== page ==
Tuesday, June 26, 2018


This is coolbert:

As excerpted from "The Reader's Companion to Military History" article "War Games" by Thomas B. Allen:

"Fletcher Pratt's Naval War Game became popular in the United States in the late 1930's, introducing a pastime that would become widespread by the 1960's. To determine whether a ship would be sunk, Pratt, a military writer, used a complex formula involving the thickness of a ship's armor, its speed, and the caliber and number of guns on each of the ships in an engagement. As proof of his formula, Pratt used the real-world fate of the Admiral Graf Spee, the German 'pocket battleship' fatally damaged in 1939 during a running battle with three Royal Navy cruisers. 'Rated on gun-power and armor,' Pratt wrote, the Graf Spee 'should have been more than a match for the three British cruisers, but by the formula . . . they should have beaten her. They did.'"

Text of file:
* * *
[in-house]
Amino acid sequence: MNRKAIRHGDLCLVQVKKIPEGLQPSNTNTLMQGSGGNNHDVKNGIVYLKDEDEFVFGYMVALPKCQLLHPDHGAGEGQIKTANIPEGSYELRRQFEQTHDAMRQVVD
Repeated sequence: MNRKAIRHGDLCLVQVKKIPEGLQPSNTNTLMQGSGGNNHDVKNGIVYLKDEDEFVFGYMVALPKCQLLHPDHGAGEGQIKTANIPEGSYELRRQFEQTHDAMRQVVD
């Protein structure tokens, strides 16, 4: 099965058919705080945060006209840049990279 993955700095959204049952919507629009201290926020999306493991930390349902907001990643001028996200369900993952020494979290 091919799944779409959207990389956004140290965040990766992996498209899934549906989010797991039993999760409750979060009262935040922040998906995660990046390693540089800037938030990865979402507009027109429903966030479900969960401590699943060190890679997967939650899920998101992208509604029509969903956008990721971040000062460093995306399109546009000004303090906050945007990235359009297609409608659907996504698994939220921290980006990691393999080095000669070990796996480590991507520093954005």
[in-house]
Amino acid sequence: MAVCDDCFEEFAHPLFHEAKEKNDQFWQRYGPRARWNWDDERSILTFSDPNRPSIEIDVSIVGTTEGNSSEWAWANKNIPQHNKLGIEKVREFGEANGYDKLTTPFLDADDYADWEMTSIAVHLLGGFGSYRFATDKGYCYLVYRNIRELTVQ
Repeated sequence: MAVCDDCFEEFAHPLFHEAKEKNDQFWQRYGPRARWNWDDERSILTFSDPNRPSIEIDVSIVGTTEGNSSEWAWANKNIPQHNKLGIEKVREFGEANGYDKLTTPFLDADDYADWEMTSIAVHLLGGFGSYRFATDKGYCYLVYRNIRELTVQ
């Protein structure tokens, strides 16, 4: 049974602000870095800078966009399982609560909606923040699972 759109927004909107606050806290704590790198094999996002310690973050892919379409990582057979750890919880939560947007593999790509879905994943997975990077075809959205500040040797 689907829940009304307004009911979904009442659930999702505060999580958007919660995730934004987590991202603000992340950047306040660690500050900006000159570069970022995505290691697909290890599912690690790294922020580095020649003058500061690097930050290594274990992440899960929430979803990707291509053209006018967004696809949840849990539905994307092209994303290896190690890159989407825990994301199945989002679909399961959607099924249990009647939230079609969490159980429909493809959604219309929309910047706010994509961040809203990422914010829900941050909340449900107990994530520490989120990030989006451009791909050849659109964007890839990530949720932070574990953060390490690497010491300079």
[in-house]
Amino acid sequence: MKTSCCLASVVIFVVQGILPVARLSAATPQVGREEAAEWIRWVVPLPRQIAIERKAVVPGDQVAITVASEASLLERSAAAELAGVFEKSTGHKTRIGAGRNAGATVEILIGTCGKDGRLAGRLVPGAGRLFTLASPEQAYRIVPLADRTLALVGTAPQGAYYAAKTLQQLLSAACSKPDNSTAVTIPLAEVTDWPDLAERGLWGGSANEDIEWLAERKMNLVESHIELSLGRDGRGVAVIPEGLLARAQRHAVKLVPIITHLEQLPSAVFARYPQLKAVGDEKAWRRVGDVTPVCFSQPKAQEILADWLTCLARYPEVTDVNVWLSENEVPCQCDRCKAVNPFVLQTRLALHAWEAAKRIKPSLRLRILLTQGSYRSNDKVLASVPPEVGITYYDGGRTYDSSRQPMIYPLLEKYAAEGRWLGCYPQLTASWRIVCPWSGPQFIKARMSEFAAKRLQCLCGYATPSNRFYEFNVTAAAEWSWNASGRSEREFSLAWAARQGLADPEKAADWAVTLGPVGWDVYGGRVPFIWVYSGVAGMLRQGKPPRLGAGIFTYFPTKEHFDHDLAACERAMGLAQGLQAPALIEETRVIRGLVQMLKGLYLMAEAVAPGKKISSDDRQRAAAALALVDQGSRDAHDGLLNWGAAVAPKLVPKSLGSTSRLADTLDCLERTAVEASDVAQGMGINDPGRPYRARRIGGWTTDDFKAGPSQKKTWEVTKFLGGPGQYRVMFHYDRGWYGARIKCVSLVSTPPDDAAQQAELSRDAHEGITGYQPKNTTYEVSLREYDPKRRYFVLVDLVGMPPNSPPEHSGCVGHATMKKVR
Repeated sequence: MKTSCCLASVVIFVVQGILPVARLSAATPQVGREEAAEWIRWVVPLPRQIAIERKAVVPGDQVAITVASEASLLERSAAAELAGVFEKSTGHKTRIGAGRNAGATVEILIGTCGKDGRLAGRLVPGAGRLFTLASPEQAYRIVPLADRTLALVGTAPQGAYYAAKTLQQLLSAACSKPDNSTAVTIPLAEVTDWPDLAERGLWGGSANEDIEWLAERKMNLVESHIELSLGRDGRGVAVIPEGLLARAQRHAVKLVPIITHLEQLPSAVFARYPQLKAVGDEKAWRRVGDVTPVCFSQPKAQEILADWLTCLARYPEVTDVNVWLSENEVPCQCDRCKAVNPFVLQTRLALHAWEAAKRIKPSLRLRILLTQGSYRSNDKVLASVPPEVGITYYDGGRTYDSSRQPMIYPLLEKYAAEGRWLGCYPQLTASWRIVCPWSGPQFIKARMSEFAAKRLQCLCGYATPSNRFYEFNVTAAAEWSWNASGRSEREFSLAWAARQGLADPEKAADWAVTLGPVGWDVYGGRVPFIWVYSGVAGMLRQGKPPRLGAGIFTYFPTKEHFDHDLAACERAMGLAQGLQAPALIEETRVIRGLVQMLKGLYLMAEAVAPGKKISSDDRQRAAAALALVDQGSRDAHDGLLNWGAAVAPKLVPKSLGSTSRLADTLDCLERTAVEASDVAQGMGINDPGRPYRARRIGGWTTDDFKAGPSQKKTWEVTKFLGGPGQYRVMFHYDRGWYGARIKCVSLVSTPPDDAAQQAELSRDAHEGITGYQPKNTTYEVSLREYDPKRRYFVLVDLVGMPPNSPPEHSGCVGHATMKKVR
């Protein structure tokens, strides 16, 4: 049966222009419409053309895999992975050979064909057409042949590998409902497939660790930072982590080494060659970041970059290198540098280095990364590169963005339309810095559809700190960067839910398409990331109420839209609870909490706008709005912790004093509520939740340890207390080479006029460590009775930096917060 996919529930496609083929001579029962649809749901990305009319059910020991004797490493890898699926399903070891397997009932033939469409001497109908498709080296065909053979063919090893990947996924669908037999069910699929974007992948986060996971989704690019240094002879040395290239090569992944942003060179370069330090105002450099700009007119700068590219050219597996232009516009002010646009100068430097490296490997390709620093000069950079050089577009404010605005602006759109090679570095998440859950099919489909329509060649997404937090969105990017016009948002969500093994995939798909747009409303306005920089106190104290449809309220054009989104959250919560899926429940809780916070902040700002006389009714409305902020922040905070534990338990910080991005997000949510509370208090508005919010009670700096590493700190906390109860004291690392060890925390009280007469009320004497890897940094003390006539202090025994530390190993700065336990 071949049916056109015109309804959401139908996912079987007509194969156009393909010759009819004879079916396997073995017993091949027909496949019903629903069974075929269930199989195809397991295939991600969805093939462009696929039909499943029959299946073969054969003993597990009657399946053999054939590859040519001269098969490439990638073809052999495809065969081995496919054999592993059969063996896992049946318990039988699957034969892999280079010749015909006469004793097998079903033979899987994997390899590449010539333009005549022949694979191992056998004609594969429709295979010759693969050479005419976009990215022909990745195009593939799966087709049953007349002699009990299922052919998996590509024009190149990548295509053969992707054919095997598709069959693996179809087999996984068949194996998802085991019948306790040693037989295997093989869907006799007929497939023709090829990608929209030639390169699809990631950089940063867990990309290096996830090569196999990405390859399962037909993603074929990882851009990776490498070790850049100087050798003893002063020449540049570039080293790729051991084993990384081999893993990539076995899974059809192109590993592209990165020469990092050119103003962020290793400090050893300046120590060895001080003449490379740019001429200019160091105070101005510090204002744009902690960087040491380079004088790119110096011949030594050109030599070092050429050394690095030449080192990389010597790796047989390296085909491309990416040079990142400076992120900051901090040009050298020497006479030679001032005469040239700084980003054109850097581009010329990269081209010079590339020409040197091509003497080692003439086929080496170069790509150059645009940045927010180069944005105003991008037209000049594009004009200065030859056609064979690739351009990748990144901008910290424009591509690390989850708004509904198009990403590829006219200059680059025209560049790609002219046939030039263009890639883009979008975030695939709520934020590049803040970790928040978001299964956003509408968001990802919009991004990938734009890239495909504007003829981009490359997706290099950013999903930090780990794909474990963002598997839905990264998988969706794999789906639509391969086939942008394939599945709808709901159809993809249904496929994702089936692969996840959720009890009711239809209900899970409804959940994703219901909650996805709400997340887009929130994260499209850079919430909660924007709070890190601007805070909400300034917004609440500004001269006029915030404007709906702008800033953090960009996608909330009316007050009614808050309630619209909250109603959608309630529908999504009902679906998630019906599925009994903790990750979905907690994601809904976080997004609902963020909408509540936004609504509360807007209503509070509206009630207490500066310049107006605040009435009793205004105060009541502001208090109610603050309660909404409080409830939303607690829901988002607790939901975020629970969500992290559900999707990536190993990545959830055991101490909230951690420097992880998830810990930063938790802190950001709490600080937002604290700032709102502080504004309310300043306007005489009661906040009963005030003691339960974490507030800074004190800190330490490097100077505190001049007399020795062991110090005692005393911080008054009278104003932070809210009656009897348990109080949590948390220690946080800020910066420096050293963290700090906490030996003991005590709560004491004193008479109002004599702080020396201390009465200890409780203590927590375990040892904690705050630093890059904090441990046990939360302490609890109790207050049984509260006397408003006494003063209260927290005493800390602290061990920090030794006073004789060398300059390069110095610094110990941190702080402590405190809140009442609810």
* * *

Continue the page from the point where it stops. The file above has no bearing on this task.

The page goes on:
See this Binkov You tube video an analysis a naval war game the adversaries the World War Two battleships USS Iowa and the IJN Yamato. Who would win? Describes quite well the variables that must be taken into consideration when modeling such an encounter. As to the eventual outcome of such a duel, you have to go see the entire video.

Those of you devoted readers to the blog further interested in the topic of war gaming and naval war gaming in particular as it was done in the Fletcher Pratt mode go see the War Times Journal "QUICKFIRE  PRE-DREADNOUGHT ERA FAST-PLAY RULES"

Have fun and good luck. I recommend highly without reservation or qualification. And YES, luck and the throw of the die favorable or otherwise does play a role.


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